How does King Lear act following the abdication of his kingdom?
It is frequently observed that when old men decide to make radical changes in their lifestyles it is often a sign that before very long they are likely to die. The decision to make the change, usually in hope of achieving more enjoyment out of their remaining years, is often prompted by an unconscious premonition that their lives are already nearly over. People sense when they are going to die. Radical changes in lifestyles, such as divorce, or losing a long-held job, or moving to a different city or a different country, can be dangerous for any man, as we are told by psychologists, but radical changes for old men can be fatal. It is a common occurrence for a man to reach the retirement age of sixty-five and then to die after only collecting his Social Security checks for a few short years.
As David Mamet has one of his characters say in his excellent play Glengarry Glen Ross, "A man IS his job." King Lear gives up his job as ruler of a nation but can't give up the belief and the feeling that he is still king. He doesn't realize that without his job he is nothing. And this inability to accept this fact is what leads to his death. He is on a path towards death from the moment he gives away his kingdom. He keeps asking others, in so many words, "Who am I?" He even asks Oswald to tell him:
O, you sir, you, come you hither, sir: who am I, sir? (1.4)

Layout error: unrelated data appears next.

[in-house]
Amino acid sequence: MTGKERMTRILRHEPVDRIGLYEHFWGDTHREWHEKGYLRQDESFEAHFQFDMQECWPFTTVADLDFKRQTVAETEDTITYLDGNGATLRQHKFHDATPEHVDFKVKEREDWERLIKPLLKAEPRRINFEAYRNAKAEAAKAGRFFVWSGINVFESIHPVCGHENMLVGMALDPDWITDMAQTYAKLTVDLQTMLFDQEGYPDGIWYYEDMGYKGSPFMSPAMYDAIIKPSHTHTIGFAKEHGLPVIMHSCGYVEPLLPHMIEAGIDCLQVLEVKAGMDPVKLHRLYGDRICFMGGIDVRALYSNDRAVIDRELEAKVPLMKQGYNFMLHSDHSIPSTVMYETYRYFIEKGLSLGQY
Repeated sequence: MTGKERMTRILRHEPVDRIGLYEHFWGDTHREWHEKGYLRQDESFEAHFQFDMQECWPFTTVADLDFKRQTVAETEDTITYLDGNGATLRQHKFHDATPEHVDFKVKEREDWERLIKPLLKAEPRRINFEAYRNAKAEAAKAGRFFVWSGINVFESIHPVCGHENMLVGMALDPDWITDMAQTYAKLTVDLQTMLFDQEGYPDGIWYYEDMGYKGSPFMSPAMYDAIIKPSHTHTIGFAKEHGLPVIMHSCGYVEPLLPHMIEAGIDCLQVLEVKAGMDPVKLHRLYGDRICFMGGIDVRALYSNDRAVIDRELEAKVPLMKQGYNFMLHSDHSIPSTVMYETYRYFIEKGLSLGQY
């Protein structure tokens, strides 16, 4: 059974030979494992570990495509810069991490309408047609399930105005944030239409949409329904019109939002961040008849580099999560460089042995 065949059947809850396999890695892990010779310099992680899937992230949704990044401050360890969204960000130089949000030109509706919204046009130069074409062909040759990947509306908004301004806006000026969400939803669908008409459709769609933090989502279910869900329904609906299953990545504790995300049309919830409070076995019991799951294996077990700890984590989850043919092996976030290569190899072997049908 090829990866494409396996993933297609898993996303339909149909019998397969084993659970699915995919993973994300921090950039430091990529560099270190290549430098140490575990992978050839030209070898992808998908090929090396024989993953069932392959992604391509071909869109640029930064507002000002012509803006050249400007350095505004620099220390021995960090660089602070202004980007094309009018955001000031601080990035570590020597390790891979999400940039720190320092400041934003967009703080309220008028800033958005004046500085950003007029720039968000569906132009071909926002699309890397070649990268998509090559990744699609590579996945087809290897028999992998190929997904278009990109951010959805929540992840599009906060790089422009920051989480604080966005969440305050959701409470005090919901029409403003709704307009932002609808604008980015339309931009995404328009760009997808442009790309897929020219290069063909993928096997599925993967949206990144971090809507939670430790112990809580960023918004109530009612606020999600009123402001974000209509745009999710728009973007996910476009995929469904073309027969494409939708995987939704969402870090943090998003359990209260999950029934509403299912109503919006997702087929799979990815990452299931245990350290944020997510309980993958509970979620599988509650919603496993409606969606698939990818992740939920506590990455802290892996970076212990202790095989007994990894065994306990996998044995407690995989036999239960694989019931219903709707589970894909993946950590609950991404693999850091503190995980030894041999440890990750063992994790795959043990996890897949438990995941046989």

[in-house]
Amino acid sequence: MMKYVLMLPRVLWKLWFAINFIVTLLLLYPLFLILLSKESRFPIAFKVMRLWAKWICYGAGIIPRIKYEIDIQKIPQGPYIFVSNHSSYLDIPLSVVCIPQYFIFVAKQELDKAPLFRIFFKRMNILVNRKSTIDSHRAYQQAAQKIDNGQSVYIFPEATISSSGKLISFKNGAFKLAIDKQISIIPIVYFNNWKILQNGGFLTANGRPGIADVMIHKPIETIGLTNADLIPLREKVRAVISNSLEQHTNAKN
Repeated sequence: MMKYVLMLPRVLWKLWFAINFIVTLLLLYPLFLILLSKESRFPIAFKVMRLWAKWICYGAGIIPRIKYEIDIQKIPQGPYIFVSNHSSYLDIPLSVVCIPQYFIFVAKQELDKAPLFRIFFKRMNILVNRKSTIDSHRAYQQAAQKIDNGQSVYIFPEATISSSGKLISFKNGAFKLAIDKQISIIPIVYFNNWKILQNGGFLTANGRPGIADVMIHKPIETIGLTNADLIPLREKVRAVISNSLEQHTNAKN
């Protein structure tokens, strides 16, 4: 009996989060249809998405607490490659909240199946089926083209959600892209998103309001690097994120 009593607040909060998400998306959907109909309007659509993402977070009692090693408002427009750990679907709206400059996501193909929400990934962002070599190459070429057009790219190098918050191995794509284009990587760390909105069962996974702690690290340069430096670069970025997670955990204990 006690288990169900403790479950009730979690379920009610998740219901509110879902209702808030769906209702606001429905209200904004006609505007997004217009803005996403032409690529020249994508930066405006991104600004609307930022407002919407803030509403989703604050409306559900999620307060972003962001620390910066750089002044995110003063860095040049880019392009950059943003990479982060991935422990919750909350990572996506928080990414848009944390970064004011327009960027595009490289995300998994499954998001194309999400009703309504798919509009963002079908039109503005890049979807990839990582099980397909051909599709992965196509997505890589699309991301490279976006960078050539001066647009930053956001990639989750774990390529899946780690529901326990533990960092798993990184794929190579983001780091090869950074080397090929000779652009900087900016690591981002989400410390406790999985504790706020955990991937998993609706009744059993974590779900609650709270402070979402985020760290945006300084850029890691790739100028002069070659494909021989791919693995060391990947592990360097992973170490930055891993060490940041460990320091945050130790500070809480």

King Lear makes the radical decision to give up his kingdom, to give up his castle and the income from all his lands, and to spend his time hunting and feasting like a man only half his age. He does not realize the truth, which is that his life is already over. Shakespeare's play is about how one generation dies and another generation assumes their places. One generation creates and nourishes the generation that will displace them.
Parallel examples in modern literature would include "Sailing to Byzantium" by William Butler Yeats and "Crossing the Bar" by Alfred, Lord Tennyson. Willy Loman in Arthur Miller's play Death of a Salesman begins planting a garden by moonlight on the very night he is going to die. Willy has already talked himself out of his long-held job as a traveling salesman. Leo Tolstoy's beautiful story "What Men Live By" features a rich man who orders a pair of boots from a fallen angel who knows the rich man is fated to die that night. A similar theme might be detected in Tolstoy's "How Much Land Does a Man Need?" Tolstoy himself died in a railway station when he had made a radical decision to leave his home and family at the age of 82 without apparently having any specific destination in mind.